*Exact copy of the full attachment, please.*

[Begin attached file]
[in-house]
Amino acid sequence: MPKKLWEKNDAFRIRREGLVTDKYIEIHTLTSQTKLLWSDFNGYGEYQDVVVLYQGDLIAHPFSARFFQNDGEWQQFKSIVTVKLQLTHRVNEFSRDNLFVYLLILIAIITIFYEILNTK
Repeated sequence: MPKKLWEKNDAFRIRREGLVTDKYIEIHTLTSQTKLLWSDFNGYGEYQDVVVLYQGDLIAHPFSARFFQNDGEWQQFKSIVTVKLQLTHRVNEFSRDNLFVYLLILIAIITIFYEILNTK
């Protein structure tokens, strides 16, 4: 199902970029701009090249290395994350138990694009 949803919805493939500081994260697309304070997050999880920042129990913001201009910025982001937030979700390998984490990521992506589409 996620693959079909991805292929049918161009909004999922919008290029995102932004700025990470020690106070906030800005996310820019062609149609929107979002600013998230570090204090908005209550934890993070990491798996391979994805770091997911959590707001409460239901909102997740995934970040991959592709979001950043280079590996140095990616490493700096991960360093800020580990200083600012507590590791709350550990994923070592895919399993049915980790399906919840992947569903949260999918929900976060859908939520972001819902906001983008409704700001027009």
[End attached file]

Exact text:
[in-house]
Amino acid sequence: MPKKLWEKNDAFRIRREGLVTDKYIEIHTLTSQTKLLWSDFNGYGEYQDVVVLYQGDLIAHPFSARFFQNDGEWQQFKSIVTVKLQLTHRVNEFSRDNLFVYLLILIAIITIFYEILNTK
Repeated sequence: MPKKLWEKNDAFRIRREGLVTDKYIEIHTLTSQTKLLWSDFNGYGEYQDVVVLYQGDLIAHPFSARFFQNDGEWQQFKSIVTVKLQLTHRVNEFSRDNLFVYLLILIAIITIFYEILNTK
């Protein structure tokens, strides 16, 4: 199902970029701009090249290395994350138990694009 949803919805493939500081994260697309304070997050999880920042129990913001201009910025982001937030979700390998984490990521992506589409 996620693959079909991805292929049918161009909004999922919008290029995102932004700025990470020690106070906030800005996310820019062609149609929107979002600013998230570090204090908005209550934890993070990491798996391979994805770091997911959590707001409460239901909102997740995934970040991959592709979001950043280079590996140095990616490493700096991960360093800020580990200083600012507590590791709350550990994923070592895919399993049915980790399906919840992947569903949260999918929900976060859908939520972001819902906001983008409704700001027009």